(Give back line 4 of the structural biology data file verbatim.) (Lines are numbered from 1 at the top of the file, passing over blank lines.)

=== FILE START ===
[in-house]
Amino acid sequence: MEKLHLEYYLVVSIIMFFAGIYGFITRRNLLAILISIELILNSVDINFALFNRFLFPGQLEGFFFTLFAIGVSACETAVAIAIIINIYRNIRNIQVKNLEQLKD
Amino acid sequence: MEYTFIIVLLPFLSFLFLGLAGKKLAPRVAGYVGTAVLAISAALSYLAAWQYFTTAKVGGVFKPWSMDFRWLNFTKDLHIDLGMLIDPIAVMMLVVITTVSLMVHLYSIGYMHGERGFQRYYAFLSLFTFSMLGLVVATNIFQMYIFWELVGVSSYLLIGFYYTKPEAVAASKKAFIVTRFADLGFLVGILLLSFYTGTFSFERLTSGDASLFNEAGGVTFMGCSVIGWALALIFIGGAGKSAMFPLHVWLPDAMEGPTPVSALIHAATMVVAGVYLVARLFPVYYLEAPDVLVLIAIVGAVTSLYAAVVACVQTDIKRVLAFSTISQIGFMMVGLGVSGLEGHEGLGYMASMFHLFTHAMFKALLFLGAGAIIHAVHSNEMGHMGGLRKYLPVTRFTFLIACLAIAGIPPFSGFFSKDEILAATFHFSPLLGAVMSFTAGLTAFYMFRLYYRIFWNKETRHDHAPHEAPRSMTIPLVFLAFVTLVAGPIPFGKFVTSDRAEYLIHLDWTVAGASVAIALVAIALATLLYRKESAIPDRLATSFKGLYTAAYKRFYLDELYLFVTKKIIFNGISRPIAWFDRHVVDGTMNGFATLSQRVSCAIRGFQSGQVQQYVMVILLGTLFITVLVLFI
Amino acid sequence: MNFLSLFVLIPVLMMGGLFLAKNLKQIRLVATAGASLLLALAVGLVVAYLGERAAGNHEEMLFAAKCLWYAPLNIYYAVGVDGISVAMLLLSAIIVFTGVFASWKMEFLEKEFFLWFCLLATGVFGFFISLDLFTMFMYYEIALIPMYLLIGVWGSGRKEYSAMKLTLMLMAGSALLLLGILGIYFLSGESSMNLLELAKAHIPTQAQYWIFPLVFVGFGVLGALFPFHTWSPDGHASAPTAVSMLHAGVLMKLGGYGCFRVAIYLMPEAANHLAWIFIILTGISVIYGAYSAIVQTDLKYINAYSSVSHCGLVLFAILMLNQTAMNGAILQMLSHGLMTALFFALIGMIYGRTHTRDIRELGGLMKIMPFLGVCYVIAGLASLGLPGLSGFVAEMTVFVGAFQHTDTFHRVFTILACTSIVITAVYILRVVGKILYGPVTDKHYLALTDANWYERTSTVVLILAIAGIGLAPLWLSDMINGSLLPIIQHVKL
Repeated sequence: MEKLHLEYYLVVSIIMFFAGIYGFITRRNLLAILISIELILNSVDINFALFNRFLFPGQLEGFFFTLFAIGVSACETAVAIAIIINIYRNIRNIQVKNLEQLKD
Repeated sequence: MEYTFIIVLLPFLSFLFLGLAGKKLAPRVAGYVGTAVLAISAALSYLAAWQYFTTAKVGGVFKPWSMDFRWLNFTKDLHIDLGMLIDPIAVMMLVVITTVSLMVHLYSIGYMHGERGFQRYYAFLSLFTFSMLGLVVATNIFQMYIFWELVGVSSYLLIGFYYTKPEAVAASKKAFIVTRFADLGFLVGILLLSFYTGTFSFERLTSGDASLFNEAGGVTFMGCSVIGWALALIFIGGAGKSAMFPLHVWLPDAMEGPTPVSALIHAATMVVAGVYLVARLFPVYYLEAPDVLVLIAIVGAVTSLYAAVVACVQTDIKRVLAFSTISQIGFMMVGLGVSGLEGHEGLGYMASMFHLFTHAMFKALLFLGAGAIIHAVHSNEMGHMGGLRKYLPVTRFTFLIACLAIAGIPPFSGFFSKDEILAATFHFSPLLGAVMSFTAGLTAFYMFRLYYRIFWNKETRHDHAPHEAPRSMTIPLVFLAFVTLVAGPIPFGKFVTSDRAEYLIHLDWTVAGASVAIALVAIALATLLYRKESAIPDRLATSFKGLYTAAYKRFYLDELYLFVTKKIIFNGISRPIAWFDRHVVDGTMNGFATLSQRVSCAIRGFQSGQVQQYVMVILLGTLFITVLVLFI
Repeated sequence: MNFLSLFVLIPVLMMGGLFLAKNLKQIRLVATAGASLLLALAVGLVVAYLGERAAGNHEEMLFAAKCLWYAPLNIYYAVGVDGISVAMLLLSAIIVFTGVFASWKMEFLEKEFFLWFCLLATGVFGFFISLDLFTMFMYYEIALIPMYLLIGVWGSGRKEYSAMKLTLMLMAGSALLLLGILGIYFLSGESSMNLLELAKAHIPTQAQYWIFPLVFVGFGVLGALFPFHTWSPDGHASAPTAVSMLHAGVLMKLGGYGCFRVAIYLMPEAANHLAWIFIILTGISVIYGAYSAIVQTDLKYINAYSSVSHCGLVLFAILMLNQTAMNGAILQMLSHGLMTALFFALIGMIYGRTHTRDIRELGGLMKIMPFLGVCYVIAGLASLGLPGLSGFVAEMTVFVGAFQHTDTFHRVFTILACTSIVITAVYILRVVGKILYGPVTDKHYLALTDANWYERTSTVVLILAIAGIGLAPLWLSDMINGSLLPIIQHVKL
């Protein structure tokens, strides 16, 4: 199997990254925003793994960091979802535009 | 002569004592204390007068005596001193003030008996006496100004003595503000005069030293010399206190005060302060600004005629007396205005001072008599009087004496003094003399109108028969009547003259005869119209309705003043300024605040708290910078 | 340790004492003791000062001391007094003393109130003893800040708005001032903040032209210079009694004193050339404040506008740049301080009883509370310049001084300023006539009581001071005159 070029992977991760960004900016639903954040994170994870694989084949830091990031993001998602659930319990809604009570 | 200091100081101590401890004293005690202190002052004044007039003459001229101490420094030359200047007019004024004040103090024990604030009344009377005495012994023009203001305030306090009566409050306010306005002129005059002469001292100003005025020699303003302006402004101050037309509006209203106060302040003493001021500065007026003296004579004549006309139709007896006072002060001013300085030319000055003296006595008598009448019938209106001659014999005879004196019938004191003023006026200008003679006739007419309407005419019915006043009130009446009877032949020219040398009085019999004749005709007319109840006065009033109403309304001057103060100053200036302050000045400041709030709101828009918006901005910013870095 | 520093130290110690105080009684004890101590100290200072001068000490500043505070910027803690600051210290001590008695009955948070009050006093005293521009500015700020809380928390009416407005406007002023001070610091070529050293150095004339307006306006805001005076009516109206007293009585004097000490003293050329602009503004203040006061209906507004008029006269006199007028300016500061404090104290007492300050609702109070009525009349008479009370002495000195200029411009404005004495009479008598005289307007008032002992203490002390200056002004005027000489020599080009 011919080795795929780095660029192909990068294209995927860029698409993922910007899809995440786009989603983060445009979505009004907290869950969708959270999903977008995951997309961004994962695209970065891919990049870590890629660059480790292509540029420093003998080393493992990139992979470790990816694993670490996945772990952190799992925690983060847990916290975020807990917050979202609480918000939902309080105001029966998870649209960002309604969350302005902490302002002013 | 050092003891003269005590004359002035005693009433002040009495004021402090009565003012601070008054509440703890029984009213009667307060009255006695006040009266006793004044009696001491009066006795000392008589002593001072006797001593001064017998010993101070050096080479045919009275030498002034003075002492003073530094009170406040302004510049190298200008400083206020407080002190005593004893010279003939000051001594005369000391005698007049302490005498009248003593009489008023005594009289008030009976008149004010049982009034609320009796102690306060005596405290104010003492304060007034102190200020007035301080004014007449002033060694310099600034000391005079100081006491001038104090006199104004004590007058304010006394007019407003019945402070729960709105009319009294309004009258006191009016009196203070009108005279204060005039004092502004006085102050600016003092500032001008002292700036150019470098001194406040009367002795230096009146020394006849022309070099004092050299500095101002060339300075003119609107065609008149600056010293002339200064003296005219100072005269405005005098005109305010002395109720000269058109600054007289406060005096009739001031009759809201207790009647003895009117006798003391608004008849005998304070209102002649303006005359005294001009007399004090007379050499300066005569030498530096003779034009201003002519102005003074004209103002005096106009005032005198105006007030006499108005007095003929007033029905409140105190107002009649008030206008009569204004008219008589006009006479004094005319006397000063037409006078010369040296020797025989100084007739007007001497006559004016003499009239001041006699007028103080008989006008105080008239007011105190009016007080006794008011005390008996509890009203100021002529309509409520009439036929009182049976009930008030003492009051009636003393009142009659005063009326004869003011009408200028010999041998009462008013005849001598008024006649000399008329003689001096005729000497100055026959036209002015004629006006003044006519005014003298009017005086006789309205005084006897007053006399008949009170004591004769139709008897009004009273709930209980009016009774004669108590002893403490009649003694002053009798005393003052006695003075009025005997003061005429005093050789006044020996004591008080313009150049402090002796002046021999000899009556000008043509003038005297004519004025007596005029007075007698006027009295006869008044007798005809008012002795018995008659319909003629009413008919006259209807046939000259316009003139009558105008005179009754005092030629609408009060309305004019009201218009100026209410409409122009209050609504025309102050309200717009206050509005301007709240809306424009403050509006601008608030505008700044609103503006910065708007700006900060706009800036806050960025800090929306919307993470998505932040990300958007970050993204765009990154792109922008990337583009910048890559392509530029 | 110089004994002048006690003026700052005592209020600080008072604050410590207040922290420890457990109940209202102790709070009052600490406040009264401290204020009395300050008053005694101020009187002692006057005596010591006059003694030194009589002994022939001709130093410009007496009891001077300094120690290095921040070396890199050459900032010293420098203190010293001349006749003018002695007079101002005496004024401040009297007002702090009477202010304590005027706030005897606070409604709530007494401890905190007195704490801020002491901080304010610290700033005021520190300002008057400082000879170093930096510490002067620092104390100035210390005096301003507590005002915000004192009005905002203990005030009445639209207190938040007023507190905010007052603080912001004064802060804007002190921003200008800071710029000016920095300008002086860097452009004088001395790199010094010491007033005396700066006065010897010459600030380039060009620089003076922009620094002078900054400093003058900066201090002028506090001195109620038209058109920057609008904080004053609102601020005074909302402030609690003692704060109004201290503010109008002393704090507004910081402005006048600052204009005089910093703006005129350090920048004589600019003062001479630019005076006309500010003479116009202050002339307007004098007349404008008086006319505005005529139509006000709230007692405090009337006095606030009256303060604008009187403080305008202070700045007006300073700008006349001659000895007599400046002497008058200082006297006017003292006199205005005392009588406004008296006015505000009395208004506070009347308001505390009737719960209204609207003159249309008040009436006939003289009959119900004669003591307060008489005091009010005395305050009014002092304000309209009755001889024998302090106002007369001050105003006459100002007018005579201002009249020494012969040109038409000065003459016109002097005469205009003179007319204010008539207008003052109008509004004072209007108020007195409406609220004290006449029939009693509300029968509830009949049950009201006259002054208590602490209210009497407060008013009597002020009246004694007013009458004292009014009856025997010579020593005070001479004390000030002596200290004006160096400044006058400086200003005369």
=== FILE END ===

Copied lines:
Amino acid sequence: MNFLSLFVLIPVLMMGGLFLAKNLKQIRLVATAGASLLLALAVGLVVAYLGERAAGNHEEMLFAAKCLWYAPLNIYYAVGVDGISVAMLLLSAIIVFTGVFASWKMEFLEKEFFLWFCLLATGVFGFFISLDLFTMFMYYEIALIPMYLLIGVWGSGRKEYSAMKLTLMLMAGSALLLLGILGIYFLSGESSMNLLELAKAHIPTQAQYWIFPLVFVGFGVLGALFPFHTWSPDGHASAPTAVSMLHAGVLMKLGGYGCFRVAIYLMPEAANHLAWIFIILTGISVIYGAYSAIVQTDLKYINAYSSVSHCGLVLFAILMLNQTAMNGAILQMLSHGLMTALFFALIGMIYGRTHTRDIRELGGLMKIMPFLGVCYVIAGLASLGLPGLSGFVAEMTVFVGAFQHTDTFHRVFTILACTSIVITAVYILRVVGKILYGPVTDKHYLALTDANWYERTSTVVLILAIAGIGLAPLWLSDMINGSLLPIIQHVKL